The Seventh Circuit has now entered the fray and taken a position opposite that of the Ninth Circuit. In Katz v. Girardi, 55 F.3d 558 (7th Cir. 2009), the court held that section 22(a) of the 1933 Act is no impediment to the removal of securities class actions under CAFA. Plaintiffs, who had contributed real property to the Archstone real estate investment trust in exchange for shares, sued Archstone and a number of other players in connection with Archstone's merger into the Tishman-Lehman Partnership. The shareholders were offered either cash or shares in the new entity, that, according to plaintiffs, had fewer tax benefits than their original units. Plaintiffs allege that this transaction amounted to fraud. The defendants removed the case to federal court under CAFA, but the district court remanded it. Following the reasoning of the Ninth Circuit in Luther, the district court concluded that the specific non-removal provision in the 1933 Act could not be superseded by the general removal provisions of CAFA.

The Seventh Circuit, unconvinced by the district court and Luther, vacated the decision. It began by noting that the 1933 Act's non-removal provision is incompatible with CAFA's jurisdiction and removal provisions. However, the court determined that it was unnecessary to consult canons of statutory construction, which are "just doubt resolvers," because CAFA itself specifically addresses its applicability to securities cases (55 F.3d at 562). Claims that are listed in section 1453(d) – including certain securities claims – are not removable, and those listed in section 1332(d)(9) cannot support original jurisdiction. This leaves "no doubt" about how the CAFA and securities laws fit together, and the non-removability provision must yield to CAFA. Id. Because the Luther court did not acknowledge these provisions of CAFA, the Seventh Circuit explained: "We therefore disagree with Luther and hold that securities class actions covered by [CAFA] are removable, subject to the exceptions in § 1332(d)(9) and § 1453(d)." Id.

Although the Seventh Circuit rejected a general rule that securities cases are not removable under CAFA, it did not decide whether the Katz case itself was removable. The court determined that Katz's complaint raised several inconsistent theories and ultimately might not implicate the federal securities laws. Accordingly, the court of appeals remanded to the district court for an evidentiary hearing at which the plaintiffs' theories could be clarified and the district court could determine whether the securities exception applies, blocking removability. The Seventh Circuit did not take a position on the Second Circuit's narrow interpretation of the securities exception in Cardarelli, although it noted that neither party had disavowed it.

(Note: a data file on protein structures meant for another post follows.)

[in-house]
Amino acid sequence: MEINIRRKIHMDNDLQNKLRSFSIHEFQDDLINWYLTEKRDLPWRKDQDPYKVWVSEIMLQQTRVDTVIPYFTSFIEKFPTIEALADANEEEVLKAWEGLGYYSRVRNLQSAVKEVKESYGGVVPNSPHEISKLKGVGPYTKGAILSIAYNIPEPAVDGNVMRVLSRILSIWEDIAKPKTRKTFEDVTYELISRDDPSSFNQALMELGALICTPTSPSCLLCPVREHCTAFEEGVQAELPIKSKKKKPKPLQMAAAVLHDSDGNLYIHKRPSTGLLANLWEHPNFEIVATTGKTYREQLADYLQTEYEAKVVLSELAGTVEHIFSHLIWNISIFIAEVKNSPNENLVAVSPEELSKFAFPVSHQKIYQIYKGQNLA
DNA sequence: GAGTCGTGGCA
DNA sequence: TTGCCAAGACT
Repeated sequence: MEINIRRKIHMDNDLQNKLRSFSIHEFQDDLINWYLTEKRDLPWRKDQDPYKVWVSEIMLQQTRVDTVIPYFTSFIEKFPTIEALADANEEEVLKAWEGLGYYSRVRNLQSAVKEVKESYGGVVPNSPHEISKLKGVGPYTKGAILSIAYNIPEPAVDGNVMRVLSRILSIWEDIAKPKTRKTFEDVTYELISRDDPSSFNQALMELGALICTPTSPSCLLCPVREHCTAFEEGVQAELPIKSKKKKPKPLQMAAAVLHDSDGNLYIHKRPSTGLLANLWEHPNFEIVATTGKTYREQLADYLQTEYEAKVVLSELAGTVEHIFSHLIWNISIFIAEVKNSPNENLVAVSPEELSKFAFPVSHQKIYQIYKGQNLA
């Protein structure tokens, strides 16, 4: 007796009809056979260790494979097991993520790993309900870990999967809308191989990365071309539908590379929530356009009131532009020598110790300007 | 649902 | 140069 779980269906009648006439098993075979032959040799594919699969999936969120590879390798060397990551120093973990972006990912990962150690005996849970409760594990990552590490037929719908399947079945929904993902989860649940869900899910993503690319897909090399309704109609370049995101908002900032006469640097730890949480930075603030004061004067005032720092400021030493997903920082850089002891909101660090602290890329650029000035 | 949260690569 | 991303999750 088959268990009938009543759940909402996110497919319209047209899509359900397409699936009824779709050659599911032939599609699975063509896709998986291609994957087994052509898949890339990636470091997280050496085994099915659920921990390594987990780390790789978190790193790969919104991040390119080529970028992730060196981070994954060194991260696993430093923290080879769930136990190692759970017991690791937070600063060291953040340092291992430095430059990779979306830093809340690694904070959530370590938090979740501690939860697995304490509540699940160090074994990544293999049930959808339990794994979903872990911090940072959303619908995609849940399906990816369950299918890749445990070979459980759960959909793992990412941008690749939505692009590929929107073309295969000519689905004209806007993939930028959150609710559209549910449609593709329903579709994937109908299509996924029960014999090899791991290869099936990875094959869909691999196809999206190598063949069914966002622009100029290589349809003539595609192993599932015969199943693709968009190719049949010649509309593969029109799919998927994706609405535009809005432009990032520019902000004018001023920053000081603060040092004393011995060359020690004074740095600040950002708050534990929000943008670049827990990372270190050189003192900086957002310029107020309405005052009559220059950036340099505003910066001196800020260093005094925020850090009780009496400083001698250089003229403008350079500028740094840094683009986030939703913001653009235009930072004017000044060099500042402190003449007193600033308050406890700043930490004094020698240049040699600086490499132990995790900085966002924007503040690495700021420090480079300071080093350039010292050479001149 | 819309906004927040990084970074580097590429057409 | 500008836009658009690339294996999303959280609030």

It remains to be seen, then, whether the Seventh Circuit will agree with the Second that the securities exception does not block the removability of the typical securities fraud class action. But potential defendants can draw some comfort from the court's rejection of a strict rule prohibiting removal of securities class actions under CAFA. The reactions of the other federal appellate courts to the divide between the circuits on this issue will be a development to follow closely.

A "breach of contract" case alleging a violation of best-execution duties is removable under SLUSA because the underlying allegations clearly involve securities fraud.

In Kurz v. Fidelity Management & Research Co., 556 F.3d 639 (7th Cir. 2009), the Seventh Circuit affirmed the district court's judgment denying plaintiffs' motion to remand their purported "breach of contract" case to state court. The plaintiffs sued two Fidelity entities, alleging that they were third-party beneficiaries of contracts between Fidelity and broker Jeffries Co., which the plaintiffs said guaranteed "best execution" of trades. Best execution, as the Seventh Circuit explained, is "the optimal combination of price, speed, and liquidity for a securities trade." Id. at 640. The plaintiffs, a class of former investors in Fidelity funds, alleged that Jeffries bribed Fidelity employees to send them more business. This scheme, according to plaintiffs, violated the duty of best execution because traders were selected not for their ability to provide best execution, but because of their enticements. They brought suit in Illinois state court.